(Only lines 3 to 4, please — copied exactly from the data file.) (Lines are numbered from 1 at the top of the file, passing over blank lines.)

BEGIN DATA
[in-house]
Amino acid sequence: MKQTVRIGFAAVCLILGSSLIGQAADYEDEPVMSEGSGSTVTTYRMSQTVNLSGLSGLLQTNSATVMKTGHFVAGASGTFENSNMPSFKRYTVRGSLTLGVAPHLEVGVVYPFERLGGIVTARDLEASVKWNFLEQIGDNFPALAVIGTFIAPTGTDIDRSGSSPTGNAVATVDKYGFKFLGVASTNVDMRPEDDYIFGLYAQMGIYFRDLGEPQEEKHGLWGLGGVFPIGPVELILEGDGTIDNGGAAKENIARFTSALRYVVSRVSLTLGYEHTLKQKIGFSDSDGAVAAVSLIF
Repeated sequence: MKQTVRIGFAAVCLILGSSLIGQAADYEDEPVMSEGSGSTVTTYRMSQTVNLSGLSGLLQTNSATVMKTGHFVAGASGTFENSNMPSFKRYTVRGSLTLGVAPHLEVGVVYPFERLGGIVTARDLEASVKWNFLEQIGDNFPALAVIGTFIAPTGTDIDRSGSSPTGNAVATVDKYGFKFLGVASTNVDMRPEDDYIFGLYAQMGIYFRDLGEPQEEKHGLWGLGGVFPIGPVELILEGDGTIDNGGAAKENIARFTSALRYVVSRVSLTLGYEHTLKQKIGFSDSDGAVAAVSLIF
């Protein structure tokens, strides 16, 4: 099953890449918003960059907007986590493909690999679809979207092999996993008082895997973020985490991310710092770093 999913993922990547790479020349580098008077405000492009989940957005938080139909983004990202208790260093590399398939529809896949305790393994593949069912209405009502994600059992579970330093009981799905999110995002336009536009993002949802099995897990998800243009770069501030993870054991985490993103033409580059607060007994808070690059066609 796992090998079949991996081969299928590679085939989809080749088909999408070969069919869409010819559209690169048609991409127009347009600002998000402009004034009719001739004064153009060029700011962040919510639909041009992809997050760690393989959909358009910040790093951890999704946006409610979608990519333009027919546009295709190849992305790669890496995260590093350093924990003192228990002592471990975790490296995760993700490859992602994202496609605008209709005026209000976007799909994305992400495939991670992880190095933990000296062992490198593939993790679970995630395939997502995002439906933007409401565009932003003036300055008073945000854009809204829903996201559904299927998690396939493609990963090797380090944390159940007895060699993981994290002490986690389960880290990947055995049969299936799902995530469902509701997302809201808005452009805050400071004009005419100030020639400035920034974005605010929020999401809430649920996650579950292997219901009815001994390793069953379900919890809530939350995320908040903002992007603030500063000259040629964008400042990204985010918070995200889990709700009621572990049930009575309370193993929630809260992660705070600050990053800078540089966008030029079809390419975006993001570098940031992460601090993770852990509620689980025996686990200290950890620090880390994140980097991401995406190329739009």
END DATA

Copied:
Repeated sequence: MKQTVRIGFAAVCLILGSSLIGQAADYEDEPVMSEGSGSTVTTYRMSQTVNLSGLSGLLQTNSATVMKTGHFVAGASGTFENSNMPSFKRYTVRGSLTLGVAPHLEVGVVYPFERLGGIVTARDLEASVKWNFLEQIGDNFPALAVIGTFIAPTGTDIDRSGSSPTGNAVATVDKYGFKFLGVASTNVDMRPEDDYIFGLYAQMGIYFRDLGEPQEEKHGLWGLGGVFPIGPVELILEGDGTIDNGGAAKENIARFTSALRYVVSRVSLTLGYEHTLKQKIGFSDSDGAVAAVSLIF
């Protein structure tokens, strides 16, 4: 099953890449918003960059907007986590493909690999679809979207092999996993008082895997973020985490991310710092770093 999913993922990547790479020349580098008077405000492009989940957005938080139909983004990202208790260093590399398939529809896949305790393994593949069912209405009502994600059992579970330093009981799905999110995002336009536009993002949802099995897990998800243009770069501030993870054991985490993103033409580059607060007994808070690059066609 796992090998079949991996081969299928590679085939989809080749088909999408070969069919869409010819559209690169048609991409127009347009600002998000402009004034009719001739004064153009060029700011962040919510639909041009992809997050760690393989959909358009910040790093951890999704946006409610979608990519333009027919546009295709190849992305790669890496995260590093350093924990003192228990002592471990975790490296995760993700490859992602994202496609605008209709005026209000976007799909994305992400495939991670992880190095933990000296062992490198593939993790679970995630395939997502995002439906933007409401565009932003003036300055008073945000854009809204829903996201559904299927998690396939493609990963090797380090944390159940007895060699993981994290002490986690389960880290990947055995049969299936799902995530469902509701997302809201808005452009805050400071004009005419100030020639400035920034974005605010929020999401809430649920996650579950292997219901009815001994390793069953379900919890809530939350995320908040903002992007603030500063000259040629964008400042990204985010918070995200889990709700009621572990049930009575309370193993929630809260992660705070600050990053800078540089966008030029079809390419975006993001570098940031992460601090993770852990509620689980025996686990200290950890620090880390994140980097991401995406190329739009």